So, I’m here to tell you to stop. You’re not going to be a better worker by continually doing a longer grind. Instead, you can be a smarter worker by giving yourself some breathing space and focusing on things which make you happy in order to reboot your mental processes. Hobbies are a great way of doing that, and not only do they provide you with a much required reprieve, but they can actually make you a better worker in the long run by allowing you to tap into more creative aspects of yourself.
For anyone in the video game industry, it can be difficult to relax with video games given how involved we are with them. This in part is why I’ve come to appreciate tabletop games so much. They’ve allowed me to separate work and leisure in a more effective way. That’s not to say that I don’t analyze the games I play, or think about how my tabletop experiences can help in planning campaign strategies and future research questions. They certainly do, but more importantly, I’ll never think of those things in the moment, and that’s key.
So, let me tell you more about them.
Tabletop games are great, and here’s why
There has been an amazing effervescence in the tabletop gaming community within the last decade, and it’s quite easy to say that we’re currently in a golden age for the hobby. Board games have come to embrace themes and play-styles of all types, meaning that we’re now at a point where there’s pretty much a game for any type of person. Now, I know this doesn’t really make them sound all that different from video games, but here’s what I find to be most pleasing overall with the tabletop experience. I’ll also provide a couple of examples of my current favourites while we’re at it.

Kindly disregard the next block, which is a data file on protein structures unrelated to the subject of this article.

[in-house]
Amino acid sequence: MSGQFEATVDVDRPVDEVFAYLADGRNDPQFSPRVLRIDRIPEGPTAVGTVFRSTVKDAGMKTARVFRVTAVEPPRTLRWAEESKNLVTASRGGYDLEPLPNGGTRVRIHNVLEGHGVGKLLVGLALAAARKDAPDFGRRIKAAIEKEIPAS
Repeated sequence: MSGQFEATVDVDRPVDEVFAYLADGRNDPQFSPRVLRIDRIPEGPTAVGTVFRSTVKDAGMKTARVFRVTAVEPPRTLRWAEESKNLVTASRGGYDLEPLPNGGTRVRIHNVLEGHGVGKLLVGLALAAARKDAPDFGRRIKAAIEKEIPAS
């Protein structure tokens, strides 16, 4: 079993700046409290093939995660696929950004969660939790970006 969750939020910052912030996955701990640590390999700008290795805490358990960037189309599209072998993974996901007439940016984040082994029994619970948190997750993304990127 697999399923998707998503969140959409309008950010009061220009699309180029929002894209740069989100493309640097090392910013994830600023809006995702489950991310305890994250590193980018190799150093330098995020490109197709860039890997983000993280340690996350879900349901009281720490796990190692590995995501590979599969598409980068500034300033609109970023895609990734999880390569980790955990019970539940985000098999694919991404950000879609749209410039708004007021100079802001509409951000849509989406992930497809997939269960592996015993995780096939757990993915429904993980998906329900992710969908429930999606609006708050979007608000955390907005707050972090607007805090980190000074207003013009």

Communal play and breaking away from the online space
Put bluntly, I need time away from social media when I’m done with my work day. This usually results in me building models, and preparing things for either a board game night or a miniature wargame session, all in order to make sure that my limited time with my buddies is at its best. I am an absolute sucker for setting, so when I’m scheduling a game night, I always try to keep games of the same theme but of different genres available for selection.
One of my favourite examples of this is when I get Mansions of Madness: The Second Edition to the table. A game set within the Chtulhu mythos, Mansions of Madness tries to encapsulate you within its experience with the use of an app that takes care of most of the required bookkeeping. It also provides an eerie background ambience as well as sounds in appropriately tense situations in order to bring you further within its narrative setting. More importantly though, what ties this all together is the people at the table with you.